The two faces of unionism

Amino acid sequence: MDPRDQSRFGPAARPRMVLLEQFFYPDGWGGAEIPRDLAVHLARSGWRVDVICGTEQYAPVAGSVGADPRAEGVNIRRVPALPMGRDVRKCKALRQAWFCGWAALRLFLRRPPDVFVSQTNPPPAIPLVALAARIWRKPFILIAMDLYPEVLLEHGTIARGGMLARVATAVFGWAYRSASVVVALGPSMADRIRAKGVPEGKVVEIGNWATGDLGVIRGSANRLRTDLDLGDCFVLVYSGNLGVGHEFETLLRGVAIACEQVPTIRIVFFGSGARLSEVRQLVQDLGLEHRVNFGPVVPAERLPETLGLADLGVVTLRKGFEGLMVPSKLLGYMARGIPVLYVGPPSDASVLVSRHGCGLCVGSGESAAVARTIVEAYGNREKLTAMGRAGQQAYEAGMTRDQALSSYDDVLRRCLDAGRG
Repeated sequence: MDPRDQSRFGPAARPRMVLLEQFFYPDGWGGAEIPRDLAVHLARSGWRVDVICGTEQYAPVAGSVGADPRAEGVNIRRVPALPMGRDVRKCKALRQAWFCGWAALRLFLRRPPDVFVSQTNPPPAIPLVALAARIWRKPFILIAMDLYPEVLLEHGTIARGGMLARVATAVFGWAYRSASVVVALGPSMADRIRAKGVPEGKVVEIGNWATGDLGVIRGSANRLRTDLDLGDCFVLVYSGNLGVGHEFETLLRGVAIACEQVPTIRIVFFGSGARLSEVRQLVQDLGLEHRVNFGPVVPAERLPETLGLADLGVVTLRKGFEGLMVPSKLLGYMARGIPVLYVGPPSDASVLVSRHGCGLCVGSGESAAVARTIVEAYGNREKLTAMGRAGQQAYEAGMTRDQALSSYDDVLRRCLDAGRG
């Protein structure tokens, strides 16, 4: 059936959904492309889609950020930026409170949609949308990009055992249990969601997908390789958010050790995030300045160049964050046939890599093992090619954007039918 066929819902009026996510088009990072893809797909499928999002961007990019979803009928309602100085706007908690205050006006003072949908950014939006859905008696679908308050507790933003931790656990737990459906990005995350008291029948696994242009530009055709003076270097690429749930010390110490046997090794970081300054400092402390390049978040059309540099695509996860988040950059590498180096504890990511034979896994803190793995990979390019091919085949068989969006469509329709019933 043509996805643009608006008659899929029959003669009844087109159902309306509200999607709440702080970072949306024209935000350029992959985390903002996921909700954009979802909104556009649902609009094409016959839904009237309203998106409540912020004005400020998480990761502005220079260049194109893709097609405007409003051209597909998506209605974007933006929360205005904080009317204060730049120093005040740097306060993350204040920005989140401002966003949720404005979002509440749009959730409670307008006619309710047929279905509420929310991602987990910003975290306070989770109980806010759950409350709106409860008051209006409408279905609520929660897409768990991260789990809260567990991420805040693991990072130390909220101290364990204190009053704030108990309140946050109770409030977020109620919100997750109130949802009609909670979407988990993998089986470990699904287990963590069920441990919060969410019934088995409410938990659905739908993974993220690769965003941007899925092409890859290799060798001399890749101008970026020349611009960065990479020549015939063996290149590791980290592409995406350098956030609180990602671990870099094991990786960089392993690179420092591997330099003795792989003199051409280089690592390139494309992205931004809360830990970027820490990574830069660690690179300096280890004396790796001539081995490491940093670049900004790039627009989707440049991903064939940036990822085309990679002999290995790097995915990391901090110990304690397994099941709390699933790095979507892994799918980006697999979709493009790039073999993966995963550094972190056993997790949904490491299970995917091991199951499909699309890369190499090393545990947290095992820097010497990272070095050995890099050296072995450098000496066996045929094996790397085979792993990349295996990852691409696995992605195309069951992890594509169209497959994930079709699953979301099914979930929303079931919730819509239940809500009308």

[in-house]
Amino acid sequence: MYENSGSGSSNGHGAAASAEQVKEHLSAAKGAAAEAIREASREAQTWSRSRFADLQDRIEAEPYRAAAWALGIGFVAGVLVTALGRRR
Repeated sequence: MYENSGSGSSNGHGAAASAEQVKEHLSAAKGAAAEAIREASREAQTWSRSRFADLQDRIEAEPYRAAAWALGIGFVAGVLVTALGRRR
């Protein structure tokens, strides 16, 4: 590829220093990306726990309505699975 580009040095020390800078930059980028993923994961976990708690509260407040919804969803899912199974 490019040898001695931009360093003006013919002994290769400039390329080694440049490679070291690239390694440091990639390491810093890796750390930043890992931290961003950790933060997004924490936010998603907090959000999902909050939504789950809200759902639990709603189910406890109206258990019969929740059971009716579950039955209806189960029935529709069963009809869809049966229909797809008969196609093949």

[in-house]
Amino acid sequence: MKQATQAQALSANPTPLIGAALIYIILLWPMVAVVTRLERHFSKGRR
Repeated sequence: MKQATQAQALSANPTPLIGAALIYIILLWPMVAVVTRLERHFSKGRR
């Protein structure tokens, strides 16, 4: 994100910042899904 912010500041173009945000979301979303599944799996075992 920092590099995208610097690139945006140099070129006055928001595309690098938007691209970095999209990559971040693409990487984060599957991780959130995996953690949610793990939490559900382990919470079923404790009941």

TRADE unions are the principal institution of workers in modern capitalist societies, as endemic as large firms, oligopolistic organization of industries, and governmental regulation of free enterprise. But for over 200 years, since the days of Adam Smith, there has been widespread disagreement about the effects of unions on the economy. On the one side, such economists as John Stuart Mill, Alfred Marshall, and Richard Ely (one of the founders of the American Economie Association) viewed unions as having major positive effects on the economy. On the other side, such economists as Henry Simons and Fritz Maehlup have stressed the adverse effects of unions on productivity. In the 1930’s and 1940’s, unions were at the center of attention among intellectuals, with most social scientists viewing them as an important positive force in society. In recent years, unionism has become a more peripheral topic and unions have come to be viewed less positively. Less and less space in social-science journals and in magazines and newspapers is devoted to unions. For example, the percentage of articles in major economies journals treating trade unionism dropped from 9.2 percent in the 1940’s to 5.1 percent in the 1950’s to 0.4 percent in the early 1970’s. And what is written is increasingly unfavorable. The press often paints unions as organizations which are socially unresponsive, elitist, nondemocratic, or ridden with crime. In the 1950’s, 34 percent of the space devoted to unions in Newsweek and Time was unfavorable; that has risen to 51 percent in the 1970’s. Economists today generally treat unions as monopolies whose sole function is to raise wages. Since monopolistic wage increases are socially deleterious-in that they can be expected to induce both inefficiency and inequality-most economic studies implicitly or explicitly judge unions as having a negative impact on the economy.